The Atlantic includes an article: "How to Time Your Second Booster—The effects of the first one may be fading. When will it be time for seniors to re-up?”
Imagine if older Americans had been forced to weather the past three months without the option of a booster shot. Having an additional vaccine dose during the Omicron surge cut seniors’ risks of hospitalization and death by more than 70 percent.
But the extra shots still didn’t come close to eliminating risk: Boosted adults ages 65 and older were still hospitalized at nearly twice the rate—and dying at 16 times the rate—of unboosted 18-to-49-year-olds, despite the fact that far fewer seniors were testing positive for the coronavirus.
Given these persistent risks, the possibility of waning immunity, and the apparent onset of a new wave of cases across Europe, even boosted Americans over 65 might be feeling a little nervous.
Pfizer asked the FDA to authorize a fourth shot for older people, and not much is stopping seniors who want to re-boost from doing so already.
Whether they ought to is a different matter: Given that COVID rates in the United States are pretty low right now, and that we don’t have a ton of information yet about the value (or potential downsides) of the extra shot, most seniors should probably wait.
As humans age, our immune systems tend to get weaker in the same way that our bones and joints and memories do.
That’s why older Americans are more vulnerable to bad outcomes from COVID, and it’s also why they were among the first to be eligible for COVID-vaccine boosters in the fall. Back then, the CDC’s primary motivation for allowing more shots hinged on waning immunity: After several months, the vaccines weren’t doing as good a job at keeping people, and especially older people, from getting sick.
Now, on top of the vaccines’ diminished effectiveness against Omicron, something similar might be happening again.
In the United Kingdom, the effectiveness of a third Pfizer dose at preventing symptomatic COVID was shown to fall from 67 to 46 percent within a few months after vaccination.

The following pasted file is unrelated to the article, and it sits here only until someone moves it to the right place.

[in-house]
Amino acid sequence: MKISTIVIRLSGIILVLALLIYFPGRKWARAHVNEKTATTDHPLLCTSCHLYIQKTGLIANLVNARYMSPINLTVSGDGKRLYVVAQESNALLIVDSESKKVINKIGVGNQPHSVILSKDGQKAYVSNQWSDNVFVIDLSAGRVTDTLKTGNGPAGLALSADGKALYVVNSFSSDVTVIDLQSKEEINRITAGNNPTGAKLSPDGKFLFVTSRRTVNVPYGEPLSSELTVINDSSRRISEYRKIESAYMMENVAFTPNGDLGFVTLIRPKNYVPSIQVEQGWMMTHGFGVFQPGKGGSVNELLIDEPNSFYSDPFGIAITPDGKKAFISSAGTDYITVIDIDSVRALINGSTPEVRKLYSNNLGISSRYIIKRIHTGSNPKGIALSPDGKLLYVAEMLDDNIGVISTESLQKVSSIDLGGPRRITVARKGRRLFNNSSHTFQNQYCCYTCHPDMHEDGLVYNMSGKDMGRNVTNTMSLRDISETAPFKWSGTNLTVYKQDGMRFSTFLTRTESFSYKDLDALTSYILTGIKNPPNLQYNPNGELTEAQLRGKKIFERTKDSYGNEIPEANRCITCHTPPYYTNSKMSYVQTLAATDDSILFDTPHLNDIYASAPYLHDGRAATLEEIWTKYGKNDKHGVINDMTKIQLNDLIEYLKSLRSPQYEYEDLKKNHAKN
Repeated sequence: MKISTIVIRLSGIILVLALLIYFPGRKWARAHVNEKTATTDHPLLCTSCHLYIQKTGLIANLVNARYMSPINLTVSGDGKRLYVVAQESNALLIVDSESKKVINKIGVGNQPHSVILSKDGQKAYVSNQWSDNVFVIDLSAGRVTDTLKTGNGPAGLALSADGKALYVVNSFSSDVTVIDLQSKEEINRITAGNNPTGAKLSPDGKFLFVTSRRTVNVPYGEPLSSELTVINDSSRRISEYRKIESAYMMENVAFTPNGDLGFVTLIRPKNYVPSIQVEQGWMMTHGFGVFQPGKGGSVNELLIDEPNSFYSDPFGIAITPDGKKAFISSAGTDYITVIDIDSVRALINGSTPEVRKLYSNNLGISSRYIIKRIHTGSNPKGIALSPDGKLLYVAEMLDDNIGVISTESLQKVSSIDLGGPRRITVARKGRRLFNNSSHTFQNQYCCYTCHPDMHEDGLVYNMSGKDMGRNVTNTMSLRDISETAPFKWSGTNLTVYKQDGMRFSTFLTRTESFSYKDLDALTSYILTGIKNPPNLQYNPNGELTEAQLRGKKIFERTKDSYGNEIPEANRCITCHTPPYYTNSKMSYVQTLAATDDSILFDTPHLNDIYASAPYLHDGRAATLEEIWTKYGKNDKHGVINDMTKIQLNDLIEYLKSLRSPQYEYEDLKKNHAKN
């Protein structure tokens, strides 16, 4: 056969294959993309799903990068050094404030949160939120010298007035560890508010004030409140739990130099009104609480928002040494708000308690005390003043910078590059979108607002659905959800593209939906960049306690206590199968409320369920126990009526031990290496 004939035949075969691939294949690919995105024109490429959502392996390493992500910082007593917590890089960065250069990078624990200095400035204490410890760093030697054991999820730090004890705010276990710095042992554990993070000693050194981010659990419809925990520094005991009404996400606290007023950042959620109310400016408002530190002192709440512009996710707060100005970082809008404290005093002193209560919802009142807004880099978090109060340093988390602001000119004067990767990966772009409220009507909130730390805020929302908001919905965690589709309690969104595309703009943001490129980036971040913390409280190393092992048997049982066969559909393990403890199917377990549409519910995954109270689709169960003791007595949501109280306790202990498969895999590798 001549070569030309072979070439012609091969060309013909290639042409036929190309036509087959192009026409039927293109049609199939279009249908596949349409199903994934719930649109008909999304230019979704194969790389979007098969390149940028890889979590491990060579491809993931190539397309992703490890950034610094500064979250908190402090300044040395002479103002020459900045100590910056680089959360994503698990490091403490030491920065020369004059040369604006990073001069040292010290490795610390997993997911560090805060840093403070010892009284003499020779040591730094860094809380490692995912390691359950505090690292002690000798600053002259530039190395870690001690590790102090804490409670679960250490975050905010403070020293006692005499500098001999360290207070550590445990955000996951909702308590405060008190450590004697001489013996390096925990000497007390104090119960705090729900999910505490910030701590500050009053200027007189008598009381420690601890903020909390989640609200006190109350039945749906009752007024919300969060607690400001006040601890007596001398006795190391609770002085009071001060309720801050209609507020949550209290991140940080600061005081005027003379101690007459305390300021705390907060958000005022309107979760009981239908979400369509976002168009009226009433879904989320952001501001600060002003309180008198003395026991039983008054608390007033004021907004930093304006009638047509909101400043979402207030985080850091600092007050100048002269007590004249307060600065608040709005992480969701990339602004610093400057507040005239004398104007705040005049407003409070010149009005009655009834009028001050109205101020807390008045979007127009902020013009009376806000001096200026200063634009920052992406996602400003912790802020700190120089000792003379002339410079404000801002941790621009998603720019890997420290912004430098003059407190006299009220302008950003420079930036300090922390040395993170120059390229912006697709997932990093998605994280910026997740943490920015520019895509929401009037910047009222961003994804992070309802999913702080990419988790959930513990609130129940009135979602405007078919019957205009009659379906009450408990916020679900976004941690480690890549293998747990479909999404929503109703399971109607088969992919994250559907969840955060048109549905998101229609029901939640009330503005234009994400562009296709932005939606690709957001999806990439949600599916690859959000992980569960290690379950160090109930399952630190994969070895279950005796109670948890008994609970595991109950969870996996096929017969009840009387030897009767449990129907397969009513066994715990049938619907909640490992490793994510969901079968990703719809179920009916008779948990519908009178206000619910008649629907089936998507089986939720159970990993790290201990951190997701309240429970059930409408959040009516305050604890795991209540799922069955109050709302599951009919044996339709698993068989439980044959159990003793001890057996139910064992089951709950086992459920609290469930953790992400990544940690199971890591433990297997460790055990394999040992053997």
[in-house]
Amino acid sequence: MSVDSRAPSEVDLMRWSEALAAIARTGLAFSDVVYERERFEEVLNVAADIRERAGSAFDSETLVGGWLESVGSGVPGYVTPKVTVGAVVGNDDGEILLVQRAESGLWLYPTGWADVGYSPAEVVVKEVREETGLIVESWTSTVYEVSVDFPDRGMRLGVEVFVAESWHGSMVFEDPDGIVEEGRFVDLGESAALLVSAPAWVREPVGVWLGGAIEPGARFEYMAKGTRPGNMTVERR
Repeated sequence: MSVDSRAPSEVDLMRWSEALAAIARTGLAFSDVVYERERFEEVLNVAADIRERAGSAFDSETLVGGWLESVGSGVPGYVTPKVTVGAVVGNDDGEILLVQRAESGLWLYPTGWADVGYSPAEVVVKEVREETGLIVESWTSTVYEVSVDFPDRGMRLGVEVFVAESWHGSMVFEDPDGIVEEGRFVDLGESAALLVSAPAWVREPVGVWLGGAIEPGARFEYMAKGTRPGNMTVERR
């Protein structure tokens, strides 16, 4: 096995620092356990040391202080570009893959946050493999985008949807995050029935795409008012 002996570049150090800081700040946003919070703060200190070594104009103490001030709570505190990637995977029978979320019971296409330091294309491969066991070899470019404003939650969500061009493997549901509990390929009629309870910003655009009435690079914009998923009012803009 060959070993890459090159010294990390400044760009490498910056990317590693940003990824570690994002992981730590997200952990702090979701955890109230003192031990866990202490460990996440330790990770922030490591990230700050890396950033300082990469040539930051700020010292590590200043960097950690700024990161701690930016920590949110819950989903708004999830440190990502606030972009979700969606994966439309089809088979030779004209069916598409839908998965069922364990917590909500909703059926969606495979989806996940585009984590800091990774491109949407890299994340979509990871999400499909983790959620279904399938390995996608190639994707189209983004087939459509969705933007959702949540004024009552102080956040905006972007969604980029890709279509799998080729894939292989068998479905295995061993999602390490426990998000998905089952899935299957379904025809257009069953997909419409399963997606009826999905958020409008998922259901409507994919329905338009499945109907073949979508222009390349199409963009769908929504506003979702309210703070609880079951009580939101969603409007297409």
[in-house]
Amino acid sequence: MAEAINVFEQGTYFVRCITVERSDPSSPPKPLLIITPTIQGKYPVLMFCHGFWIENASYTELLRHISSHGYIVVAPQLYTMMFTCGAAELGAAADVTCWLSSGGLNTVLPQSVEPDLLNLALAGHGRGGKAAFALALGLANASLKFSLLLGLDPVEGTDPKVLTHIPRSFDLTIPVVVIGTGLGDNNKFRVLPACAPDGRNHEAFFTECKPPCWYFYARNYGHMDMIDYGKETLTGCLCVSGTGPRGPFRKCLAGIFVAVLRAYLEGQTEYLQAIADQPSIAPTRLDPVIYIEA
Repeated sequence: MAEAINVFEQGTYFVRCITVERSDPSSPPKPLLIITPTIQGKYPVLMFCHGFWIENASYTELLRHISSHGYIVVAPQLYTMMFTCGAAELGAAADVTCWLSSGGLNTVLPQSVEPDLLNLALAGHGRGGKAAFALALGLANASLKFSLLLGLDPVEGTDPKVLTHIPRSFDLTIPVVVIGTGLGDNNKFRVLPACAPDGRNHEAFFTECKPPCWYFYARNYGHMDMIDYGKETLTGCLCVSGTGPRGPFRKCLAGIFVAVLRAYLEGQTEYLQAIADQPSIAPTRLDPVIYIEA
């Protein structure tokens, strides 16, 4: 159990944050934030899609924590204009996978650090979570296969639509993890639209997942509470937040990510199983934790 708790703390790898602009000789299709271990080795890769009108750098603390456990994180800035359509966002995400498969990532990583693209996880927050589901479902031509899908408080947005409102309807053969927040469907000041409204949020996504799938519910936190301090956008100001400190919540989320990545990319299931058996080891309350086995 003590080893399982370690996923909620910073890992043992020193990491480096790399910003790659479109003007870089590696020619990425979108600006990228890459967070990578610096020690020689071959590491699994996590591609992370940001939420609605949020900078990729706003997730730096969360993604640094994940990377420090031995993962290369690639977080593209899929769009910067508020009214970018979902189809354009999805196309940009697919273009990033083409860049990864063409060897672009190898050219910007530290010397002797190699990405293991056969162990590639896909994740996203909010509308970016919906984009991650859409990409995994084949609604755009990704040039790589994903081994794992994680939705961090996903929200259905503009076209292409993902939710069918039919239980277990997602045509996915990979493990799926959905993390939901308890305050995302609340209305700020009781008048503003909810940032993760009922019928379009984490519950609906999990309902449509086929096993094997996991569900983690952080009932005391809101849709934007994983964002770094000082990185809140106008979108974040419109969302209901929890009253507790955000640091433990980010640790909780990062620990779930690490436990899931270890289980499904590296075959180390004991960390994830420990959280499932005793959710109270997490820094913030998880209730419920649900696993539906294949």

A study published in The Lancet in late February found that blood samples taken from a small group of elderly people showed a steep decline in neutralizing activity against Omicron over the span of three and a half months following a first booster shot.
All of these trends are very preliminary, as are the data on whether adding one more dose actually helps.
A yet-to-be-peer-reviewed study of healthy medical workers in Israel who had received a second booster showed an eightfold increase in antibodies against Omicron two weeks after the shot.
Among Israelis 60 and older, who have been eligible for a second booster since early January, those who received it were one-quarter as likely as the singly boosted to be hospitalized with severe COVID at the peak of the country’s Omicron surge. But no one can say how long that improved protection will last.
The question of durability might matter more now than it did in the fall. In September, experts were fairly confident that a winter wave was coming; even if the boost lasted only, say, five months, the fresh antibodies of a senior jabbed in October would likely last through the worst of the surge. Today, Omicron is in retreat in the United States (at least for now), and we’re eight-ish months away from the next possible winter surge, and four-ish months from a summer surge that would match the ones in 2020 and 2021.
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